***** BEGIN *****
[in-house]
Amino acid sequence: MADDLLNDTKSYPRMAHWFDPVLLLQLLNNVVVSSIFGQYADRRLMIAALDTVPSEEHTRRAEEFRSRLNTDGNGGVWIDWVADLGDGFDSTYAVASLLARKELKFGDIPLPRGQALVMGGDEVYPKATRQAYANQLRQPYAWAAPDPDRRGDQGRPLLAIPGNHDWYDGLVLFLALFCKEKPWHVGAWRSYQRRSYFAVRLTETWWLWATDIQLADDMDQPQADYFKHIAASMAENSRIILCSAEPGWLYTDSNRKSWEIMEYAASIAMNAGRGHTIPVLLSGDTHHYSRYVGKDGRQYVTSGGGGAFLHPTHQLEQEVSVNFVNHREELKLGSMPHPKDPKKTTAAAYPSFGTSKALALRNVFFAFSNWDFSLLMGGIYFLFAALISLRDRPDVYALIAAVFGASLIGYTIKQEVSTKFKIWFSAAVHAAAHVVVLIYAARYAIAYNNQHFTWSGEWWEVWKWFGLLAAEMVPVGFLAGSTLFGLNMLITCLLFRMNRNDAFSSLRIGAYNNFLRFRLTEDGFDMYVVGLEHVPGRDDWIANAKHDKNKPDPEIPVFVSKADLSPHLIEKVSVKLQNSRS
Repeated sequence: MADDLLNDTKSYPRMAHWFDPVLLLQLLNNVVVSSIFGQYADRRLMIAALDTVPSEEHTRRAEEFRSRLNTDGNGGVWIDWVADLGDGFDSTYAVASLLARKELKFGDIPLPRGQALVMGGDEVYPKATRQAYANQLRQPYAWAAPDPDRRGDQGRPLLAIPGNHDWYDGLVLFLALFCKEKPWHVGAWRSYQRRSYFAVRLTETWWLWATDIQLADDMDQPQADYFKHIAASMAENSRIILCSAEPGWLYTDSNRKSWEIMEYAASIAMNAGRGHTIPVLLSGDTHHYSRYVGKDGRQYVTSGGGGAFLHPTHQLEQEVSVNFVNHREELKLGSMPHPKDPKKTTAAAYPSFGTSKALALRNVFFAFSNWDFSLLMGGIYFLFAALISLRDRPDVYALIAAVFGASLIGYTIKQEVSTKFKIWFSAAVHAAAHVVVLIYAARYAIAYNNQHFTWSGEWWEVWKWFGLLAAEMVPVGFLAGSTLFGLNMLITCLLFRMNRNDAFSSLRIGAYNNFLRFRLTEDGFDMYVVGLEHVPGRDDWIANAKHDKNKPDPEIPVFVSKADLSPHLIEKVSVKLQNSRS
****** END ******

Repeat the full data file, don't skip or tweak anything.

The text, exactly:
[in-house]
Amino acid sequence: MADDLLNDTKSYPRMAHWFDPVLLLQLLNNVVVSSIFGQYADRRLMIAALDTVPSEEHTRRAEEFRSRLNTDGNGGVWIDWVADLGDGFDSTYAVASLLARKELKFGDIPLPRGQALVMGGDEVYPKATRQAYANQLRQPYAWAAPDPDRRGDQGRPLLAIPGNHDWYDGLVLFLALFCKEKPWHVGAWRSYQRRSYFAVRLTETWWLWATDIQLADDMDQPQADYFKHIAASMAENSRIILCSAEPGWLYTDSNRKSWEIMEYAASIAMNAGRGHTIPVLLSGDTHHYSRYVGKDGRQYVTSGGGGAFLHPTHQLEQEVSVNFVNHREELKLGSMPHPKDPKKTTAAAYPSFGTSKALALRNVFFAFSNWDFSLLMGGIYFLFAALISLRDRPDVYALIAAVFGASLIGYTIKQEVSTKFKIWFSAAVHAAAHVVVLIYAARYAIAYNNQHFTWSGEWWEVWKWFGLLAAEMVPVGFLAGSTLFGLNMLITCLLFRMNRNDAFSSLRIGAYNNFLRFRLTEDGFDMYVVGLEHVPGRDDWIANAKHDKNKPDPEIPVFVSKADLSPHLIEKVSVKLQNSRS
Repeated sequence: MADDLLNDTKSYPRMAHWFDPVLLLQLLNNVVVSSIFGQYADRRLMIAALDTVPSEEHTRRAEEFRSRLNTDGNGGVWIDWVADLGDGFDSTYAVASLLARKELKFGDIPLPRGQALVMGGDEVYPKATRQAYANQLRQPYAWAAPDPDRRGDQGRPLLAIPGNHDWYDGLVLFLALFCKEKPWHVGAWRSYQRRSYFAVRLTETWWLWATDIQLADDMDQPQADYFKHIAASMAENSRIILCSAEPGWLYTDSNRKSWEIMEYAASIAMNAGRGHTIPVLLSGDTHHYSRYVGKDGRQYVTSGGGGAFLHPTHQLEQEVSVNFVNHREELKLGSMPHPKDPKKTTAAAYPSFGTSKALALRNVFFAFSNWDFSLLMGGIYFLFAALISLRDRPDVYALIAAVFGASLIGYTIKQEVSTKFKIWFSAAVHAAAHVVVLIYAARYAIAYNNQHFTWSGEWWEVWKWFGLLAAEMVPVGFLAGSTLFGLNMLITCLLFRMNRNDAFSSLRIGAYNNFLRFRLTEDGFDMYVVGLEHVPGRDDWIANAKHDKNKPDPEIPVFVSKADLSPHLIEKVSVKLQNSRS